Pay and genderJun 13, 2013 By Steven R. Peck
We're proud that it is not an issue in our business
This is the time of year when national attention is paid to the issue of equal pay on the job for men and women.
There is a law on the books that is now half a century old calling for equality in pay between the genders. Wage and salary discrepancy is not so great as it once was, but national statistics suggest that it remains striking.
Over the years we have lifted the lid from time to time on our own compensation schedule at Riverton Ranger Inc. It's a worthwhile exercise that every business ought to do (not for publication, mind you, but for information).
In June 2013, we can say with certainty that there is equalization -- and then some -- of pay in our business in job categories where a fair comparison can be made.
The two highest-paid people on our news staff are women. The highest paid person in our advertising department is a woman. Both departments have men as well, but matters of longevity and job responsibility are such that women happen to have the highest-paying positions now.
The head of our bookkeeping department is a woman, so she makes the most money. Our production department has three women right now, zero men, so the issue of gender equality doesn't apply there. The last time there was a man in that job, he was paid the same as the women, or less, depending on experience.
In our circulation and mailroom operation, the top management positions happen to be held by men at the moment, although that has not always been true. They are paid more, but the rank-and-file circulation and mailroom workers are paid equally, regardless of gender. Again, whatever discrepancies there are come about because of longevity or job duties.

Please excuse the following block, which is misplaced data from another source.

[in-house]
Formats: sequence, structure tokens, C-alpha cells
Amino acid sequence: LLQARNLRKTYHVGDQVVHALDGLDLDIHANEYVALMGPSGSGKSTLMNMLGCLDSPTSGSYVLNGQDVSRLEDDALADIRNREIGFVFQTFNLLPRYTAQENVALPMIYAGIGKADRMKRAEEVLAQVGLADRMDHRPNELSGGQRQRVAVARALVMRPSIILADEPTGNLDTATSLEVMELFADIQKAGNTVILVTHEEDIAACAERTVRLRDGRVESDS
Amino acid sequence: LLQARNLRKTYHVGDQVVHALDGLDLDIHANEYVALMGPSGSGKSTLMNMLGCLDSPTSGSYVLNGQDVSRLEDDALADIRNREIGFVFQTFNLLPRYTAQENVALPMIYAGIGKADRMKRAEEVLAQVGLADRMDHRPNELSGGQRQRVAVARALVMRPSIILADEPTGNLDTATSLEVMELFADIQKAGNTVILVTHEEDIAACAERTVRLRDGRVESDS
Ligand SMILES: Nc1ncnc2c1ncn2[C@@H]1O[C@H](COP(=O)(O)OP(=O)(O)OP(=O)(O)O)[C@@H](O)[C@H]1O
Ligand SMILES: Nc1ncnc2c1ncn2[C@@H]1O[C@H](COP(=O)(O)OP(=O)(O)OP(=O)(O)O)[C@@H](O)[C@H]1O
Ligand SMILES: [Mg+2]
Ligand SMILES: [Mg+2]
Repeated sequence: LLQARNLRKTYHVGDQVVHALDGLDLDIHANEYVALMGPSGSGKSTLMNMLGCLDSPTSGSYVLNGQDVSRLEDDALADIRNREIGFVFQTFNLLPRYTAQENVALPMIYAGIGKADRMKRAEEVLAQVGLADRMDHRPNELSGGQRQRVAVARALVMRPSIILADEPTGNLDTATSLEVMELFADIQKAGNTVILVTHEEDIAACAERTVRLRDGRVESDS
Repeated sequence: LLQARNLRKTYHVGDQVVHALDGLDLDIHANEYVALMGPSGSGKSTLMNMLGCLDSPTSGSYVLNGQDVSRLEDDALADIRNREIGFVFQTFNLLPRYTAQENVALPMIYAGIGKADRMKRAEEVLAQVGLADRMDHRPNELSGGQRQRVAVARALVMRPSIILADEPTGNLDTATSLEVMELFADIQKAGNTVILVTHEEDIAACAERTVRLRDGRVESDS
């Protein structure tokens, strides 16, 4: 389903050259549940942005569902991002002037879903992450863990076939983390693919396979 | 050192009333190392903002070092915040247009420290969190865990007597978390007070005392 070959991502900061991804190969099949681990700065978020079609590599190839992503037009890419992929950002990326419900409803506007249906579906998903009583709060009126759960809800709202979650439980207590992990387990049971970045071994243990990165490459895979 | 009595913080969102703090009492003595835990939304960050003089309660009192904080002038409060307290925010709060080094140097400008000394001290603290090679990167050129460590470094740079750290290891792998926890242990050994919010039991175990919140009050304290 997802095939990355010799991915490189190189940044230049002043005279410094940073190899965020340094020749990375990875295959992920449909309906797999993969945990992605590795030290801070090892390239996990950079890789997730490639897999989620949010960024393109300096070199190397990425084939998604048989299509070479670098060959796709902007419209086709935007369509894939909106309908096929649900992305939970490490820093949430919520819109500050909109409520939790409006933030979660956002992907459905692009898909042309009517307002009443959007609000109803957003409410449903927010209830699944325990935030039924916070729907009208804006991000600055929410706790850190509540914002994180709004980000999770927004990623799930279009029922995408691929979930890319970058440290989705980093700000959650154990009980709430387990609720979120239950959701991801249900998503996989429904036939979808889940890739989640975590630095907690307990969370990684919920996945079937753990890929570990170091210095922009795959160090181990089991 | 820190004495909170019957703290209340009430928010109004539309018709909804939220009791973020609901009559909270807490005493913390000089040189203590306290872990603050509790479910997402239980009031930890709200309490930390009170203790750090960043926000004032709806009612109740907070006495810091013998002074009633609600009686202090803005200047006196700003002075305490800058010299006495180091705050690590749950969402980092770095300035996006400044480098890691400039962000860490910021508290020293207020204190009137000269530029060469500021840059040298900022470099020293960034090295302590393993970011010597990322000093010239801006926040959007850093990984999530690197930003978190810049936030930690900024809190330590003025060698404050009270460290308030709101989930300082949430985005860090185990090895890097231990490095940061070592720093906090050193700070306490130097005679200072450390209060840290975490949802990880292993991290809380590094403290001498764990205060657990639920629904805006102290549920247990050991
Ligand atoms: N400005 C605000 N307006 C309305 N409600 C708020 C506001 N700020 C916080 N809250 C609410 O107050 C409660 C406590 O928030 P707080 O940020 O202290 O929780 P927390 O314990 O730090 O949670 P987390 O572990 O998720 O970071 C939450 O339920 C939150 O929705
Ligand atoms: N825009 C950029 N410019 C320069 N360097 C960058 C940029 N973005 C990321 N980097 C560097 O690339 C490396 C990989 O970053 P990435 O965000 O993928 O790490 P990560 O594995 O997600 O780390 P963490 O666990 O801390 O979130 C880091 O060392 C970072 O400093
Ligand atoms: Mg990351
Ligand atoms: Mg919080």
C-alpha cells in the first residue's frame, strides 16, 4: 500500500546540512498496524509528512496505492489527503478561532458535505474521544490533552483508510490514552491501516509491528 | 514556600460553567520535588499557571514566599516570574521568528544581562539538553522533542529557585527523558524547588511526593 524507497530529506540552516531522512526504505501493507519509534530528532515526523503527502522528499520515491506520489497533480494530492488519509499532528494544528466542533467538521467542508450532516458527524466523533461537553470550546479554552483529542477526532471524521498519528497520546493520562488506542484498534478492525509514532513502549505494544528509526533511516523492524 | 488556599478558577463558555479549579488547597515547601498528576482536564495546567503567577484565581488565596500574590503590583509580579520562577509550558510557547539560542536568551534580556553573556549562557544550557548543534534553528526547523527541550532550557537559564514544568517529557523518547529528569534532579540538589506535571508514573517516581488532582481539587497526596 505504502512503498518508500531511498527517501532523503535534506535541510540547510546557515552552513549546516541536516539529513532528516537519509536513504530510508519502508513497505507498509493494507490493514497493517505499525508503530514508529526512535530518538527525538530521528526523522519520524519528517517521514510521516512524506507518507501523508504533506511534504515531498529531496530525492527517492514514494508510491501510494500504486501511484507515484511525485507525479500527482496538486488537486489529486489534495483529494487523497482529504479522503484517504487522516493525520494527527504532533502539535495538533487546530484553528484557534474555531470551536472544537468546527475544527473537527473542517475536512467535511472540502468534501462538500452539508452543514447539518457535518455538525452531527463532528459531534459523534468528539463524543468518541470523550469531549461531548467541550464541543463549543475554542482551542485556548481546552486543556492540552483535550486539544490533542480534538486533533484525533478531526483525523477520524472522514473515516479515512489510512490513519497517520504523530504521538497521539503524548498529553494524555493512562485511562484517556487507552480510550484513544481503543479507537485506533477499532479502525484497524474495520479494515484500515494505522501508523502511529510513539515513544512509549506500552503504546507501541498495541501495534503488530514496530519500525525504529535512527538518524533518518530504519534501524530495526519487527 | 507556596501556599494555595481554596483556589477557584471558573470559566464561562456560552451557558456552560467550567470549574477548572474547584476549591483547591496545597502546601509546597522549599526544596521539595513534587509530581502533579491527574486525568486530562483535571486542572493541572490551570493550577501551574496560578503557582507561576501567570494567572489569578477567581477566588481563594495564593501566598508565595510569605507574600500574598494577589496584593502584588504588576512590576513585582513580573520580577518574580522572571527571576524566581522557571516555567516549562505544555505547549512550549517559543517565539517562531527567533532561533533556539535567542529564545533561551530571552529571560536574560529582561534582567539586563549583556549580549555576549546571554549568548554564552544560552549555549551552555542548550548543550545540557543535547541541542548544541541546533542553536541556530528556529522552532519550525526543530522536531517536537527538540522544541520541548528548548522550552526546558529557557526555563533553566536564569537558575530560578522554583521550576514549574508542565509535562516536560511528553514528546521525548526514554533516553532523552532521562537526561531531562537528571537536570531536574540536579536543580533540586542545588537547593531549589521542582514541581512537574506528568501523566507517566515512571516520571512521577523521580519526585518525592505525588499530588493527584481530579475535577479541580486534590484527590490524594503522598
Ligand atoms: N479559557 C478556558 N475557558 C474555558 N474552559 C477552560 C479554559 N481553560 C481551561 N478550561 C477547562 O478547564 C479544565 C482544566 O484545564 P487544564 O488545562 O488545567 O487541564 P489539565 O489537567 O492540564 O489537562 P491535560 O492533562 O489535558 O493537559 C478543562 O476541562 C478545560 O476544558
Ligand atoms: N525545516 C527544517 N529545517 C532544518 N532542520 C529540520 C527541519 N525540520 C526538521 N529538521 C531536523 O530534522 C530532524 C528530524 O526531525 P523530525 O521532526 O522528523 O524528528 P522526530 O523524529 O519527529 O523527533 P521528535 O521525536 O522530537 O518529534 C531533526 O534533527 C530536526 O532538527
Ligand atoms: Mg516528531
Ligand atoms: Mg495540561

Our pressroom has three employees --all men. Only once in 30 years has a woman even applied for a job in the press room. This gets to the heart of some of Wyoming's wage discrepancy. In an economy heavy on jobs tied to construction, agriculture, and energy production, there simply aren't that many female workers in the labor force. Were we to get a qualified female press operator on our payroll, her pay would be commensurate to a man in her position.
The Ranger was the first Wyoming daily newspaper to have a woman as its editor. We refer to the late Carolyn B. Tyler who held the post for 25 years. Since 1990, The Ranger's advertising director position has been held by a woman for 19 of the 23 years.
Top Ranger management is male and always has been. We are a family-owned business, and two brothers started the company in 1949. Four years later they merged with another newspaper business that also had been run by men since its inception in 1906.
The only daughter born to the first generation of Ranger management chose 40 years ago not to enter the business.
A chart filled with statistics can be misleading, and it is not entirely fair to criticize Wyoming's overall employment picture as discriminatory against women when it comes to wages. There are, no doubt, still some employers who pay men more than women for the same jobs, but they probably are more rare than the raw statistics would suggest. Using our newspaper business as an example, it likely could be argued that wages these days have more to do with individuals, performance, seniority, and responsibility than they do with X or Y chromosomes.
At least, that's the way it is in our company. It ought to be the same everywhere if we are to merit our nickname -- the Equality State.